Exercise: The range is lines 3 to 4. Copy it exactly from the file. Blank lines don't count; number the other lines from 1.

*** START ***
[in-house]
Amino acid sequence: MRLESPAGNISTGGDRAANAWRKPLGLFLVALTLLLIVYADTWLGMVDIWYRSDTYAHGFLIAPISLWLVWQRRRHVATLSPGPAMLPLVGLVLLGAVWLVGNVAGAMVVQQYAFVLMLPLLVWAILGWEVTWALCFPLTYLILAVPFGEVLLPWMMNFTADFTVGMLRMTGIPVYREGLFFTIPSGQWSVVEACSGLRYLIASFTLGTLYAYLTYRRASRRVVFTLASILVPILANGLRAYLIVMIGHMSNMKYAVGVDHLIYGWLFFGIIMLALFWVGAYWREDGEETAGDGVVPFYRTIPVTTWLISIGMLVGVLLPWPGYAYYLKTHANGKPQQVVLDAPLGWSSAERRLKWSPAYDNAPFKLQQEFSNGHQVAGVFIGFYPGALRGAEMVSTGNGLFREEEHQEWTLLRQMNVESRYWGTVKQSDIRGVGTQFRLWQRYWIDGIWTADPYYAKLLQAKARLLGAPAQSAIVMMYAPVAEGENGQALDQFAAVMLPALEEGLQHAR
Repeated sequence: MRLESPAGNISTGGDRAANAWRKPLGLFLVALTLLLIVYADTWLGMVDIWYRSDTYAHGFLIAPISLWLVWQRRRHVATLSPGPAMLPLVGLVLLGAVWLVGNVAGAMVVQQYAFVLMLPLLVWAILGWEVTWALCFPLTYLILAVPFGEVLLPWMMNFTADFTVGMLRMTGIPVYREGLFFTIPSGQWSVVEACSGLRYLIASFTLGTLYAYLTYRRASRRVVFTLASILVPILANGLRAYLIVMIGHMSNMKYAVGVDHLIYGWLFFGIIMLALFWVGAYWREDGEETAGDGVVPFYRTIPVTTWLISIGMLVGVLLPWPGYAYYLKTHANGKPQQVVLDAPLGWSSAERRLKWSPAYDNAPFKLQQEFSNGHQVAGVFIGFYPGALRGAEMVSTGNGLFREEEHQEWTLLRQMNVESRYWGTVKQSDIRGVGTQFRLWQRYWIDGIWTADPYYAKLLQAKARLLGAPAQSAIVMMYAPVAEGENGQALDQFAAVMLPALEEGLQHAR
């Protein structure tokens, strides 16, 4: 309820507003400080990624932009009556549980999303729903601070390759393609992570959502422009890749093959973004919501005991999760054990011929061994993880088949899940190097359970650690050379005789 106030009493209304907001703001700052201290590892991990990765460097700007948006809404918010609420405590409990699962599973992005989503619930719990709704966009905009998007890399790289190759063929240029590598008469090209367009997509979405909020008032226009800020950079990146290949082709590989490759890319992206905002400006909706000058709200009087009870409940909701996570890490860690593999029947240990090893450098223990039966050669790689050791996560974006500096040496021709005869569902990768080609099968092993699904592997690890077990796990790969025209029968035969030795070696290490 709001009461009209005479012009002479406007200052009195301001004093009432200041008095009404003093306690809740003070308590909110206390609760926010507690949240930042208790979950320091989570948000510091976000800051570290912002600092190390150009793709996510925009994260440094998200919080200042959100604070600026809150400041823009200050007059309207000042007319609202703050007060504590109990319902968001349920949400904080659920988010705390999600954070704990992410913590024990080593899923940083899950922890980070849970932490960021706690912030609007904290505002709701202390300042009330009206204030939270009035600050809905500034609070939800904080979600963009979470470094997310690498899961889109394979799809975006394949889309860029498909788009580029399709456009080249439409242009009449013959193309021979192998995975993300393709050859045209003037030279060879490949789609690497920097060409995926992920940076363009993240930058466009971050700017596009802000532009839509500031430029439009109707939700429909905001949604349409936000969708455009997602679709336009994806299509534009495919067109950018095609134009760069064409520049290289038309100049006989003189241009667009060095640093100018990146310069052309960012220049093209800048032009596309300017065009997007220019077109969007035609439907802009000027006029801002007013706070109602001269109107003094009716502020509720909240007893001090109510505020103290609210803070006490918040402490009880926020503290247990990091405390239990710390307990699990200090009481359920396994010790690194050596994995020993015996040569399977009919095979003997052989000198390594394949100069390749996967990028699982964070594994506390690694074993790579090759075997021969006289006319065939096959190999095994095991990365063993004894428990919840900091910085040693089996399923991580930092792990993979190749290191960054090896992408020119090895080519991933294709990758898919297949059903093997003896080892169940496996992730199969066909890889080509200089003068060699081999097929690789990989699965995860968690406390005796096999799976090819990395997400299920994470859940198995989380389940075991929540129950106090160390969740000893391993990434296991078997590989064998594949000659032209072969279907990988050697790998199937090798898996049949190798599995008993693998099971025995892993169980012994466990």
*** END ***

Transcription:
Repeated sequence: MRLESPAGNISTGGDRAANAWRKPLGLFLVALTLLLIVYADTWLGMVDIWYRSDTYAHGFLIAPISLWLVWQRRRHVATLSPGPAMLPLVGLVLLGAVWLVGNVAGAMVVQQYAFVLMLPLLVWAILGWEVTWALCFPLTYLILAVPFGEVLLPWMMNFTADFTVGMLRMTGIPVYREGLFFTIPSGQWSVVEACSGLRYLIASFTLGTLYAYLTYRRASRRVVFTLASILVPILANGLRAYLIVMIGHMSNMKYAVGVDHLIYGWLFFGIIMLALFWVGAYWREDGEETAGDGVVPFYRTIPVTTWLISIGMLVGVLLPWPGYAYYLKTHANGKPQQVVLDAPLGWSSAERRLKWSPAYDNAPFKLQQEFSNGHQVAGVFIGFYPGALRGAEMVSTGNGLFREEEHQEWTLLRQMNVESRYWGTVKQSDIRGVGTQFRLWQRYWIDGIWTADPYYAKLLQAKARLLGAPAQSAIVMMYAPVAEGENGQALDQFAAVMLPALEEGLQHAR
């Protein structure tokens, strides 16, 4: 309820507003400080990624932009009556549980999303729903601070390759393609992570959502422009890749093959973004919501005991999760054990011929061994993880088949899940190097359970650690050379005789 106030009493209304907001703001700052201290590892991990990765460097700007948006809404918010609420405590409990699962599973992005989503619930719990709704966009905009998007890399790289190759063929240029590598008469090209367009997509979405909020008032226009800020950079990146290949082709590989490759890319992206905002400006909706000058709200009087009870409940909701996570890490860690593999029947240990090893450098223990039966050669790689050791996560974006500096040496021709005869569902990768080609099968092993699904592997690890077990796990790969025209029968035969030795070696290490 709001009461009209005479012009002479406007200052009195301001004093009432200041008095009404003093306690809740003070308590909110206390609760926010507690949240930042208790979950320091989570948000510091976000800051570290912002600092190390150009793709996510925009994260440094998200919080200042959100604070600026809150400041823009200050007059309207000042007319609202703050007060504590109990319902968001349920949400904080659920988010705390999600954070704990992410913590024990080593899923940083899950922890980070849970932490960021706690912030609007904290505002709701202390300042009330009206204030939270009035600050809905500034609070939800904080979600963009979470470094997310690498899961889109394979799809975006394949889309860029498909788009580029399709456009080249439409242009009449013959193309021979192998995975993300393709050859045209003037030279060879490949789609690497920097060409995926992920940076363009993240930058466009971050700017596009802000532009839509500031430029439009109707939700429909905001949604349409936000969708455009997602679709336009994806299509534009495919067109950018095609134009760069064409520049290289038309100049006989003189241009667009060095640093100018990146310069052309960012220049093209800048032009596309300017065009997007220019077109969007035609439907802009000027006029801002007013706070109602001269109107003094009716502020509720909240007893001090109510505020103290609210803070006490918040402490009880926020503290247990990091405390239990710390307990699990200090009481359920396994010790690194050596994995020993015996040569399977009919095979003997052989000198390594394949100069390749996967990028699982964070594994506390690694074993790579090759075997021969006289006319065939096959190999095994095991990365063993004894428990919840900091910085040693089996399923991580930092792990993979190749290191960054090896992408020119090895080519991933294709990758898919297949059903093997003896080892169940496996992730199969066909890889080509200089003068060699081999097929690789990989699965995860968690406390005796096999799976090819990395997400299920994470859940198995989380389940075991929540129950106090160390969740000893391993990434296991078997590989064998594949000659032209072969279907990988050697790998199937090798898996049949190798599995008993693998099971025995892993169980012994466990």